Reviews, Vol. 7.2, June 2013
Signal 8 Press, 2012
Perfect bound, 210 pp., $15.95
Review by Cindy Matthews
Watering Heaven is a collection of twenty short stories, many of which have appeared in other publications. From an e-mail interview, Peter Tieryas Liu mentioned that story inspiration came from various sources such as his wife, travels in Asia, a misplaced bottle of wine, and an argument. Like many writers of short fiction, Liu uses what is around him to create.
The first story, “Chronology of an Egg,” was a personal favourite. Liu admits it was the most fun to write. Written as a series of diary entries, our male protagonist meets, in Beijing, Sarah Chao, who has “an unusual genetic quirk that scares off most men.” Sarah lays an egg after she has sex.
In the second story, “Forbidden City Hoops,” Liu shows us he can craft unique images. To express how bad things had become for the female in the story, Liu writes “…an undercurrent of melancholy sieved through her like sticky porridge.”
Throughout many stories in the collection, Liu has incorporated references to Chinese folklore, dreams, and legends. These are ways for Liu to “explore…ideas in ways that might not normally be possible without a different façade or surface on which to paint the canvas.”
Some of what Liu writes is so disgusting and alarming, it took my breath away. His facility with language somehow softens the blow. When a girlfriend stirs Drano into her coffee, “she melted her esophagus and stomach, bombarded her entrails with acid, and left as the shell of a dead star.”
Liu often employs short, choppy sentences, mini-scenes, like a reel of videotape passing before our eyes. He writes about things we contemplate like what it might be like to write a graffiti comment on the outside wall of a restaurant when the food sucks (“Chronology of an Egg”).
In his writing, there are intense moments of drift where he takes the reader off on a tangent, injecting wonder, chaos, and desire. In “Rodenticide,” the community of Antarsia is overrun with mutated rats, so a collective movement ensues to rid them of the pests. The town’s mayor spends more time perusing the thesaurus and reading Shel Silverstein to his plants than concentrating on the real issues at hand, like rats chewing themselves into refrigerators. The ending is sure to haunt you.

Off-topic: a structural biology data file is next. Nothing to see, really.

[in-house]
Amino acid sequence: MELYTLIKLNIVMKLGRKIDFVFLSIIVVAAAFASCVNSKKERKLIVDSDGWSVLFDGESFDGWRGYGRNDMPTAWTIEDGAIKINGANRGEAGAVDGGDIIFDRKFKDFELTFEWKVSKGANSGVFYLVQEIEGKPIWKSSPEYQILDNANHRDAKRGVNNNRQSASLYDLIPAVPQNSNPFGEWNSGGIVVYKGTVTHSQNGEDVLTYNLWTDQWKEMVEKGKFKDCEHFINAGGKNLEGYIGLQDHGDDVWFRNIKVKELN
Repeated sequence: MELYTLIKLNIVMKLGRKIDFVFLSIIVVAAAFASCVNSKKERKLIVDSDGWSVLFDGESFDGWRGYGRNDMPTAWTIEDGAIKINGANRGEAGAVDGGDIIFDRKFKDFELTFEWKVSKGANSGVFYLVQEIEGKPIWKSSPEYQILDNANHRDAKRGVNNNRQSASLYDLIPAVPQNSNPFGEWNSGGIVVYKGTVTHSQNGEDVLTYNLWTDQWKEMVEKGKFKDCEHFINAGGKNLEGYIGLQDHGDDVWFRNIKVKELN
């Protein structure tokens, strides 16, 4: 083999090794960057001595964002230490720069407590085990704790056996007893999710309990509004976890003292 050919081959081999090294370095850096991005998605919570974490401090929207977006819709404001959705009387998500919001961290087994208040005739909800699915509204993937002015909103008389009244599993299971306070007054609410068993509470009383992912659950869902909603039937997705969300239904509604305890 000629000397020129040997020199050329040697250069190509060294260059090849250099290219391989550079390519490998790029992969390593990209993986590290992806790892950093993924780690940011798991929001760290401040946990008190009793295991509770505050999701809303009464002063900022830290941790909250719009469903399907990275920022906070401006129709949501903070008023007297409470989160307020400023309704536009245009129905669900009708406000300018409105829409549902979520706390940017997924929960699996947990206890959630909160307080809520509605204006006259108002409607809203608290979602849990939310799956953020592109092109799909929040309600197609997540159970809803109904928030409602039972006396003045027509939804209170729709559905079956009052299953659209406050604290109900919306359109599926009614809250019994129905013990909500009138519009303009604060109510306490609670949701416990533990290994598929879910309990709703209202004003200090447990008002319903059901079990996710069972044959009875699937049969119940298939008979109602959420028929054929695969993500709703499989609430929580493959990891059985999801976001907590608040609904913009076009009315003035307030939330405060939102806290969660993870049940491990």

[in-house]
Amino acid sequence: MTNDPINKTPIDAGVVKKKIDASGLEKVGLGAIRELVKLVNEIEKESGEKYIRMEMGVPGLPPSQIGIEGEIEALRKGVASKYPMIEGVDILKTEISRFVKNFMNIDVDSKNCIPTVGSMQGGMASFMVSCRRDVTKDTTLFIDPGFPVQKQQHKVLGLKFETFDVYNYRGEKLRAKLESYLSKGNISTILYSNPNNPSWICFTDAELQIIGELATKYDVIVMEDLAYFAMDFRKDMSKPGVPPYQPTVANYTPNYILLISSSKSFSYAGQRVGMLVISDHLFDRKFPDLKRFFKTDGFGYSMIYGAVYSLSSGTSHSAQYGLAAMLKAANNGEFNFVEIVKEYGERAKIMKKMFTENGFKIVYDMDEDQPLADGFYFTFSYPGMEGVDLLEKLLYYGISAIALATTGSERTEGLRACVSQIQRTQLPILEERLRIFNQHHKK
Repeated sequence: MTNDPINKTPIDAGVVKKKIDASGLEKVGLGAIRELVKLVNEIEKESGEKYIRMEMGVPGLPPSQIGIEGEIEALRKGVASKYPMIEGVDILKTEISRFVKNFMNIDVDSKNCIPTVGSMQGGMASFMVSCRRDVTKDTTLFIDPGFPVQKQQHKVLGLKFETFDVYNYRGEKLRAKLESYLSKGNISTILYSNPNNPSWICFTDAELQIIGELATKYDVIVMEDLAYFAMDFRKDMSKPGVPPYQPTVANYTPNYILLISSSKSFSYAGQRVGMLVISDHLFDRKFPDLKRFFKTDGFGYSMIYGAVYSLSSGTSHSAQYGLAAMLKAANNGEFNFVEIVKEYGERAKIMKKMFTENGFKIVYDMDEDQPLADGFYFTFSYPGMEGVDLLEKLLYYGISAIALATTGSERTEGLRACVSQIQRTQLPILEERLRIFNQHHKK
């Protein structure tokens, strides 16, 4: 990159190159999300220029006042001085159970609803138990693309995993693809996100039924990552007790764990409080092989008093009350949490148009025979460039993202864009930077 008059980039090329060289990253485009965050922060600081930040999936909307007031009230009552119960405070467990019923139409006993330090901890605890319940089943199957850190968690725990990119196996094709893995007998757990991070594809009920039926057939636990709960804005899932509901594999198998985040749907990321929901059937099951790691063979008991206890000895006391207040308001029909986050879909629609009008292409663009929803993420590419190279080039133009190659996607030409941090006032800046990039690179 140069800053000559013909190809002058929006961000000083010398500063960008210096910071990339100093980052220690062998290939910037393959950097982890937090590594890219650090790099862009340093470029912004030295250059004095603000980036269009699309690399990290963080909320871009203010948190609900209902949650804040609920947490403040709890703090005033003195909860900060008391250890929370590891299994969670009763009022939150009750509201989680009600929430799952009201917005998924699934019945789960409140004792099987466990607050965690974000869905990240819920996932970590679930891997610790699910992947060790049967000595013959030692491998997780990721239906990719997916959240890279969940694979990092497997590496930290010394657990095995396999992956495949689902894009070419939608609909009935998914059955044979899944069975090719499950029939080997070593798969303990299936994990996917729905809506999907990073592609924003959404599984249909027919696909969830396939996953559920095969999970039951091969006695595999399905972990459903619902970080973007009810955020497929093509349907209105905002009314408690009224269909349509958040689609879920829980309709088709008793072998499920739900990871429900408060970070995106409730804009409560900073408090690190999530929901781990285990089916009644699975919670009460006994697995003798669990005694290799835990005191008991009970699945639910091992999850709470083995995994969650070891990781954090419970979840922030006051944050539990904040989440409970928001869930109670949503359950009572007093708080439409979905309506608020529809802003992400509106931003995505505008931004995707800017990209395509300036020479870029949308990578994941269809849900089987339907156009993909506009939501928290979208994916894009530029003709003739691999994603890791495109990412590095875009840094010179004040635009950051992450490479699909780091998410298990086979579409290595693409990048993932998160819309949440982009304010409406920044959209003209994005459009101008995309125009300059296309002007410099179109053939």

In all of the stories, Liu shows us characters stuck in search mode, seeking a perfect relationship, a concept, recovery from loss, or simply a different life. Many are in a rut of anxious turmoil.
Many of the stories take place in Asia, where Liu injects descriptions of the streetscapes, food, people, and atmosphere to good purpose, making the reader feel they are along for the ride, too. In “A Beijing Romance,” Liu writes about the city: “Several million people were squeezed into the metropolis that was undergoing constant surgery on its ruptured streets, a gallery of stenches from boiled pigeon to fried pig feet wafting through the polluted oblivion of its emblazoned skies.”
At times, I found myself bombarded by too many adverbs. A few stories felt repetitive with similar protagonists seeking similar types of women. Despite these minor flaws, Watering Heaven is a terrific read. In fact, rereading the stories is enriching. While magical realism is not my usual interest, I found Liu’s stories to be captivating, creative, at times humorous, and most importantly, worth reading. Liu’s writing reminded me a lot of the British author, Adam Marek.
Liu takes normal emotions and situations and spins them in unique ways. Liu’s advice to other writers is to “enjoy life, listen to everyone, travel, tell stories and work on your craft.” I intend to watch for more by this creative short fiction writer.